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Before and "After You've Gone"

If you are just tuning in, Mark and I are in the middle of rewrites for Love Finds Judy Garland, our radio-style theatrical music show.  Last week’s project on my arranging desk was “After You’ve Gone,” based on a 1946 Bing Crosby recording with Eddie Condon and his Orchestra.  Our show takes place in April of ‘44, but the style is close enough — and much more in the groove than Bing’s 1929 recording of the same tune with the Paul Whiteman Orchestra.  Why “After You’ve Gone”?  

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Love Finds Judy Garland: Rewrite #37

It’s that time again: we are embarking on another rewrite of our Judy Garland radio-style show for an August debut, so I’m once again up to my ears in arranging the new songs and hoping we will not end up dumping them after one performance!  This will be the first outing under the new title, Love Finds Judy Garland, which is an homage/blatant rip-off of one of our favorite Judy Garland and Mickey Rooney films, Love Finds Andy Hardy.  (My husband and artistic partner, Mark Flanders, claims that he came up with the new title, but I actually remember the entire thought process by which I came up with it.  This is one of the many splendors of a long-time live-work relationship.)  

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Which Pianist Is Playing What?

Well, that’s the twenty-thousand-dollar question when you are transcribing duo-piano parts note-for-note from 1920s recordings, made before stereo recording was invented.  It’s like solving a sonic Rubik’s Cube. 

When we set out to put together a fireworks-filled overture for our Gershwin show — I think it was in 2011, and the show was then titled Syncopated City (which was the original title of “Fascinating Rhythm;” yes we know, too obscure!) — I collected all kinds of marvelous recordings of duo-pianists playing Gershwin.  Listening to Ohman & Arden, Fray & Braggiotti, Fairchild & Rainger was the fun part.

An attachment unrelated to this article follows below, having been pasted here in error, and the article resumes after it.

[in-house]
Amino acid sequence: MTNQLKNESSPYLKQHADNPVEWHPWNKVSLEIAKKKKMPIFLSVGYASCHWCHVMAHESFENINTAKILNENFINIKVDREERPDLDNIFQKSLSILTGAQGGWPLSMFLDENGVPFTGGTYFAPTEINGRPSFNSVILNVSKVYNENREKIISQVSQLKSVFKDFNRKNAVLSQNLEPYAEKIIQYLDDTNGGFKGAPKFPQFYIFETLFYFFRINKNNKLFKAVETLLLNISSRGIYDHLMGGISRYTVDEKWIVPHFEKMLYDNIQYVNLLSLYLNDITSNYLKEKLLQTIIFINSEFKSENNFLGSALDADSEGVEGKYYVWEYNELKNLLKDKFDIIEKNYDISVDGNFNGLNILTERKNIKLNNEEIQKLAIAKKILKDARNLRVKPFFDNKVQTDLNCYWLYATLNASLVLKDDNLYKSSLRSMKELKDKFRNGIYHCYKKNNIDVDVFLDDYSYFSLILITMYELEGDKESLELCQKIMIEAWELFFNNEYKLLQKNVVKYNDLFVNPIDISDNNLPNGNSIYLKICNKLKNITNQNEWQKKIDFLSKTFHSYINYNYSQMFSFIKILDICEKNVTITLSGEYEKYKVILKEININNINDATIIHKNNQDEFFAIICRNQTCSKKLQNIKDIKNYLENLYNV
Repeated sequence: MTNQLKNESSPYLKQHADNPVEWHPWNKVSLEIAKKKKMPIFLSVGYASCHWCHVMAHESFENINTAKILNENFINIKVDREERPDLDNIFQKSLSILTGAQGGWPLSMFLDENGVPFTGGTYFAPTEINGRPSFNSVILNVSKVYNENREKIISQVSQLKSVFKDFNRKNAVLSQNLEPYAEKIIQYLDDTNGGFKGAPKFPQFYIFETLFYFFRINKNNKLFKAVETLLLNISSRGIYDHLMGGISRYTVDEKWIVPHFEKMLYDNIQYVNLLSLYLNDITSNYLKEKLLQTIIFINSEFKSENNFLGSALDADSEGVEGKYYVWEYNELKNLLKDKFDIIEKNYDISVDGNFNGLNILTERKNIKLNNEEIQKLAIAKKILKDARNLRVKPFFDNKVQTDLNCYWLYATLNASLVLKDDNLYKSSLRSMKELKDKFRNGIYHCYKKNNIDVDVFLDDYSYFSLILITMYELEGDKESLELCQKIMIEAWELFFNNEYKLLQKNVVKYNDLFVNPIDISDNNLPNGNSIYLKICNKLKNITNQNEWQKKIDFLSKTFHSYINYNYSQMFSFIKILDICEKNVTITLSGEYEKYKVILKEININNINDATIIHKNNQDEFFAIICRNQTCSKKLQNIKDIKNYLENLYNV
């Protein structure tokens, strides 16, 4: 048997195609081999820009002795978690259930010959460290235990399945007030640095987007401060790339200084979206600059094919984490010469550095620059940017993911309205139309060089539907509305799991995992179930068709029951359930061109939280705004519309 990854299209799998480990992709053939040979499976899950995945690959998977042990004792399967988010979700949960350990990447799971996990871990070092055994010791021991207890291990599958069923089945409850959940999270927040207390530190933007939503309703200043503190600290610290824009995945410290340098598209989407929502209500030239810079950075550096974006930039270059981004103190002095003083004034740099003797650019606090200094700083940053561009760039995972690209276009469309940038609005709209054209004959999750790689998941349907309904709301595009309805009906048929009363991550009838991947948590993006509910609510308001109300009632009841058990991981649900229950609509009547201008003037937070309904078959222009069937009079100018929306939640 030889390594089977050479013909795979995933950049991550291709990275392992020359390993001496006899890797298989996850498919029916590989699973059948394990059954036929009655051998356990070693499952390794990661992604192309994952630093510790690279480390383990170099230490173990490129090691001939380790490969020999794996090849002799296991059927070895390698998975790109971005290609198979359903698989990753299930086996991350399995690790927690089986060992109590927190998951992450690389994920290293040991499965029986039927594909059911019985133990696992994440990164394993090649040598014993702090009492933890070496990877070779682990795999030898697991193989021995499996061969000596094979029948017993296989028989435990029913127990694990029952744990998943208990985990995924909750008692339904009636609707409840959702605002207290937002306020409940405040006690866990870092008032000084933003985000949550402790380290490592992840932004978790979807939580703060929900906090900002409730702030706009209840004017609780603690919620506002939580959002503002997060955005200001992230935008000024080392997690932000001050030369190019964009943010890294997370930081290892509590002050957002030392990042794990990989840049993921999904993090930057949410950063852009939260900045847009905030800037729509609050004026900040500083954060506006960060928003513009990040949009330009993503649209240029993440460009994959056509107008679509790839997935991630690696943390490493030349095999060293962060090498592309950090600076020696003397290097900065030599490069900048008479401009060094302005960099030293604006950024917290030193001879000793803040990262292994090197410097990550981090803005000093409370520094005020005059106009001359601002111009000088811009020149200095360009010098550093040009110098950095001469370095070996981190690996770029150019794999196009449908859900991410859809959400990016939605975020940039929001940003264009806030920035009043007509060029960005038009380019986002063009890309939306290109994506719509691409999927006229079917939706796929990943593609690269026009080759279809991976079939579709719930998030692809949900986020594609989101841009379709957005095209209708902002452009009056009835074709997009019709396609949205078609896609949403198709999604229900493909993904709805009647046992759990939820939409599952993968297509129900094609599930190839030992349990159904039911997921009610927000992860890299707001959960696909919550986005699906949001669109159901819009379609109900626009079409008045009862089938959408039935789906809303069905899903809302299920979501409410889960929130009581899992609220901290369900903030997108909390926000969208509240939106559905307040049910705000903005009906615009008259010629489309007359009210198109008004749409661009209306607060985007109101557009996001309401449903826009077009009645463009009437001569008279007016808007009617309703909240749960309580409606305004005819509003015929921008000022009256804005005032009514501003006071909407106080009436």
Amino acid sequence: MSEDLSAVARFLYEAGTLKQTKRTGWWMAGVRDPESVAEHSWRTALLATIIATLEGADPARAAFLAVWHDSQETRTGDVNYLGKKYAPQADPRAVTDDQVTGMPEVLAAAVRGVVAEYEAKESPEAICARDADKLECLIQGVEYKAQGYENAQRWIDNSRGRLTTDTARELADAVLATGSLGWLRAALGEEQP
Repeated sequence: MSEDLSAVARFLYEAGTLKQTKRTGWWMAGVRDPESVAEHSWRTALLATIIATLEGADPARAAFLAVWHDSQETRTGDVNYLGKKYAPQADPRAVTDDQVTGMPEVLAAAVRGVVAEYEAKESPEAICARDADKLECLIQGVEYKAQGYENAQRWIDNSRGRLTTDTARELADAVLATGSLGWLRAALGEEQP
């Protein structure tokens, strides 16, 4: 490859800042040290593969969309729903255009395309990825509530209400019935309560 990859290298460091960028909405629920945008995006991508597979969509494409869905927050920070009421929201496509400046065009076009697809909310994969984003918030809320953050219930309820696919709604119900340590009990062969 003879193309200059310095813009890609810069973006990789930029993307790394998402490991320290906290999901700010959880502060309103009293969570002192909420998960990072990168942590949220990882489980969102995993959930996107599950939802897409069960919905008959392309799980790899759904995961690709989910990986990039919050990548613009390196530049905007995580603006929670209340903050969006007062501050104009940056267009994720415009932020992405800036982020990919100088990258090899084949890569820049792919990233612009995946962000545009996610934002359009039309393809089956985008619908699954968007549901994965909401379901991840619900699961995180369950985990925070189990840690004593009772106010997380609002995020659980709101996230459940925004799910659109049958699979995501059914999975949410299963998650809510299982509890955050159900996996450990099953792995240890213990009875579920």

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"Probably I'll Meet Him at a Soda Fountain"

That’s my favorite line in “Where’s the Boy? Here’s the Girl!,” and it comes after a big romantic swell in the music — exactly the kind of charming songwriting we’d expect from the Brothers Gershwin.  But the song never really took off, perhaps because the show it was written for, 1928’s Treasure Girl, only ran 68 performances.  

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The Flip Side

Here is a behind-the-scenes video of an entire take of "You Made Me Love You."  It was the second recording session for our upcoming Gershwin release, and we'd been in the studio for nearly six hours and decided to knock off a couple of takes of this NON-Gershwin song for fun before we called it a day.  You can hear a preliminary mix on the "Listen" page, but this one is just the unplugged performance.   I got a (perverse!) kick out of singing a note-for-note transcription of a 1951 Judy Garland radio recording on a historical RCA-44 reproduction mic with my face lit not by the footlights, but by the glow of an ipad. 

The pianist is Jason Aquila, and Mark Flanders made the video.